BLIZZARD UPDATE: 19 inches of snow and strong east winds
The holiday blizzard has dumped 19 inches of snow on Duluth. And it's not over yet. "We're expecting a few hours of rain and sleet here this morning before becoming all snow later today with several more inches this afternoon and overnight," Aman...
The holiday blizzard has dumped 19 inches of snow on Duluth. And it's not over yet.
"We're expecting a few hours of rain and sleet here this morning before becoming all snow later today with several more inches this afternoon and overnight," Amanda Graning, a meteorologist at the Duluth office of the National Weather Service, said.
Areas along the North Shore, down Interstate 35 to Hinckley and east across much of northern Wisoncins can expect to see rain and sleet, Graning said.
Winds gusting up to 40 mph have created huge snow drifts, limiting visibility and making travel nearly impossible.
"We have lot of four, five foot drifts," Graning said. "We're getting lots of reports of people just having to abandon their vehicles. It's a very, very heavy snow, like concrete more than anything else."
The Minnesota Emergency Operations Center this morning reported that driving conditions in Northeastern Minnesota "range from poor to impossible. No travel is advised."
Between 6 a.m. Tuesday and 9:30 p.m. Thursday, the Minnesota State Patrol responded to 498 property-damage, 82 personal injury and one fatal accident statewide. Troopers also responded to 1,054 vehicles off the road.
Minnesota Department of Transportation snowplow drivers are working full shifts to clear the state's highways.
Duluth Police Sgt. Bob Shene had one word of advice for people thinking of venturing out on the city's streets and highways: "Don't."
"It's raining down here and snowing up over the hill and doing both in between," he said this morning.
Duluth's Kenwood neighborhood received about eight inches of new snow before 3 a.m., with drifts two to three feet deep. The snow switched to rain during the night. The wet, heavy snow is breaking limbs off red pine and cedar trees.
The storm has raised havoc with Holiday plans, canceling church services and causing treacherous travel that's keeping some people away from friends and relatives.
The pull of four children and seven grandchildren prompted Pam Kallevig of Duluth to accelerate the timing of a planned visit to a family gathering in Cottage Grove, Minn., by a day.
"They told me you'd better head out right now if you're going to beat this storm," said Kallevig as she filled her SUV at a Holiday Station in Duluth early Thursday afternoon. "I packed in a half-hour, and if I forgot anything, that's just too bad."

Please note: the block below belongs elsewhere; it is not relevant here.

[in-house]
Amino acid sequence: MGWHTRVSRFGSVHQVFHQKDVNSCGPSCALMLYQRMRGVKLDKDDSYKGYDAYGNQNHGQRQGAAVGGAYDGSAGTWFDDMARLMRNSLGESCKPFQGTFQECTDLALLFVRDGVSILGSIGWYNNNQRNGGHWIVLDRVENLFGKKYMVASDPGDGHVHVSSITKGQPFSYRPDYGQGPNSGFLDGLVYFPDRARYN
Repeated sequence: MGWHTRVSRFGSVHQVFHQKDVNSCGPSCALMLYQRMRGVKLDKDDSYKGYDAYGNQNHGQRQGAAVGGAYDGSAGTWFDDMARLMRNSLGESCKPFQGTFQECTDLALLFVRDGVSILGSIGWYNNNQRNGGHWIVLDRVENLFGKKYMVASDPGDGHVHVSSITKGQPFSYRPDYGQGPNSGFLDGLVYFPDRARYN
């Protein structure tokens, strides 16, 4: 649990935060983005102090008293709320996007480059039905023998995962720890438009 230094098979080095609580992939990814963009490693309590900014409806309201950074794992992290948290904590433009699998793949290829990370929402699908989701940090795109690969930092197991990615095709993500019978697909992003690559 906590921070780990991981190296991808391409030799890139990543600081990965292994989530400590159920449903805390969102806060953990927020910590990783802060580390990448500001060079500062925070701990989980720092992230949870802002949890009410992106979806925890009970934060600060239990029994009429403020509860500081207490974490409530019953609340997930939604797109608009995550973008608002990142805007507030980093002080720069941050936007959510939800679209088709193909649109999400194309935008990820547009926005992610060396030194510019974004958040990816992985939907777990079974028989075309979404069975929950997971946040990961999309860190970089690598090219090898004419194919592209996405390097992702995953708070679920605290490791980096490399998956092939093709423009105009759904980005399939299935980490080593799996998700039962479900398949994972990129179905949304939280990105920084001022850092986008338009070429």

But the storm prompted more than a few people to change their Christmas itineraries substantially.
Per Dahleen of Duluth said he had planned to spend the holiday with his in-laws in Fargo, N.D. But he and his wife, Laura, heeded her parents' advice not to risk the trip, given the snowy weather.
Instead the Dahleens set off Thursday afternoon for Per's parents in Brainerd. The couple will celebrate a belated Christmas in Fargo when schedules allow.
"We're going to stay a little closer to home," Dahleen said. "We want to be safe about it."
Kurt Bartell and Rachel Hagen, a couple from Duluth, said the holiday gathering they planned to host has downsized from 10 people to probably five due to the snowstorm. Hagen wasn't complaining, however.
"We'd rather have more Christmases together than risk not having another with someone," she said.
The winter storm, promised for more than a week, lived up to its hype early on. On Thursday morning up to 9 inches of snow fell in Canal Park in Duluth and 6 to 7 inches in Northwest Wisconsin. As predicted, the snow then tapered off for several hours before roaring back overnight.
Some Northlanders were out early Christmas Eve despite bleak conditions.
Ken Weyenberg said business was slow but steady at his Explorations toy store in downtown Duluth. Despite a mostly deserted downtown, the storm didn't bust Weyenberg's sales or his spirits.
"This just makes it more fun for the kids. They're outside having fun,'' he said. "It's nice that it let up enough to let people get out. But we deserve the snow. It's good for us.''
Scott Miller of Superior was up at 2 a.m. to get to his job as a garbage truck driver for Waste Management.
"I went out in my slippers to start my truck and we already had 2-foot drifts,'' Miller said.
Miller said Duluth-area streets were slick and snow covered early Thursday, with uphill avenues tough to climb and downhill ones hard to stop on. He urged people to be extra cautious on the roads. And, by the way, please shovel out your garbage can so he can get at it.
"I've been stuck all morning. But I'm used to this kind of weather,'' Miller said. "We'll get it done. We'll keep going until we finish everyone. That's our job. And then we'll be back at it on Saturday."
Miller wasn't the only one thinking of work. Brian Klein allowed a full five hours of drive time Thursday afternoon as he left his home in Duluth en route to a 24-hour stint at Abbott Northwestern Hospital in Minneapolis. He took the winter weather in stride, saying: "It doesn't matter to me. We can handle some snow. That's why we live here."
Marty Hill was shoveling the sidewalk in front of his apartment on East Fourth Street downtown -- not because he had to, but because it's kind of fun.
"I don't have to work until later, so I'm doing the landlord a favor,'' said Miller, who said he has no plans of leaving town for the holidays. "I'm staying right here.''
Jim Allen rode a DTA bus from his downtown apartment to an elderly friend's house on East Ninth Street, where he was busy clearing the front sidewalk.
"I'm just trying to keep up. Not that he has anywhere to go, but it's nice to keep it clear,'' said Allen, who also plans to stay home for Christmas. "I'm not going more than a few blocks in this stuff.''